Imagine if the NBA chose to solve its budget woes by laying off its most junior players regardless of performance. Rajon Rondo, All-Star for the Boston Celtics but only a four-year veteran, would be gone. Highly-effective yet green superstars, including Kevin Durant and Derrick Rose would be fired, too. The downsizing would also mean no room for new players and, consequently, the NBA Draft would be canceled. The heroes from March’s college basketball tournament would either have to try a different profession or dribble in their living rooms.
This will not happen anytime soon in basketball, but this is the reality in many schools and districts, as described by a recent New York Times article. Across the country, thousands of teachers have lost their jobs after a few years of service. Plus, prospective teachers who have recently graduated have found that legions have applied for the few available jobs, which often pay little.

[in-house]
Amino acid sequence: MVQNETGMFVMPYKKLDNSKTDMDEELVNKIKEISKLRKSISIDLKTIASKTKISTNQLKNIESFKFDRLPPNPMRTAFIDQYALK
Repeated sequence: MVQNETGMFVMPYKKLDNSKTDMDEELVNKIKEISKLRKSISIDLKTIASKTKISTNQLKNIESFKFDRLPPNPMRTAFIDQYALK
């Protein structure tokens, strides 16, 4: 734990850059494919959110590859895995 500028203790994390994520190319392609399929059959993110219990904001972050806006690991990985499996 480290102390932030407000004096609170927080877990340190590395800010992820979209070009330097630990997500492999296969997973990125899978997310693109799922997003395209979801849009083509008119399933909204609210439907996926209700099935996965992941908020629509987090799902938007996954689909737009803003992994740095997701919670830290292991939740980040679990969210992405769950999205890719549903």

Districts have an opportunity to capitalize on this hiring situation and invest in teaching quality. One can argue that determining a teacher’s effectiveness in a classroom is more difficult than determining a ball player’s prowess on the court. Still, at a minimum, districts should find a way to layoff based on performance, even if imperfectly measured. Second, they can take advantage of a strong hiring pool filled with All-Stars who have been laid off from other districts based on seniority—even if that means cutting beyond what they need just to balance the budget. The more agile charter schools will presumably employ these strategies, and districts would greatly benefit by finding a way to do the same.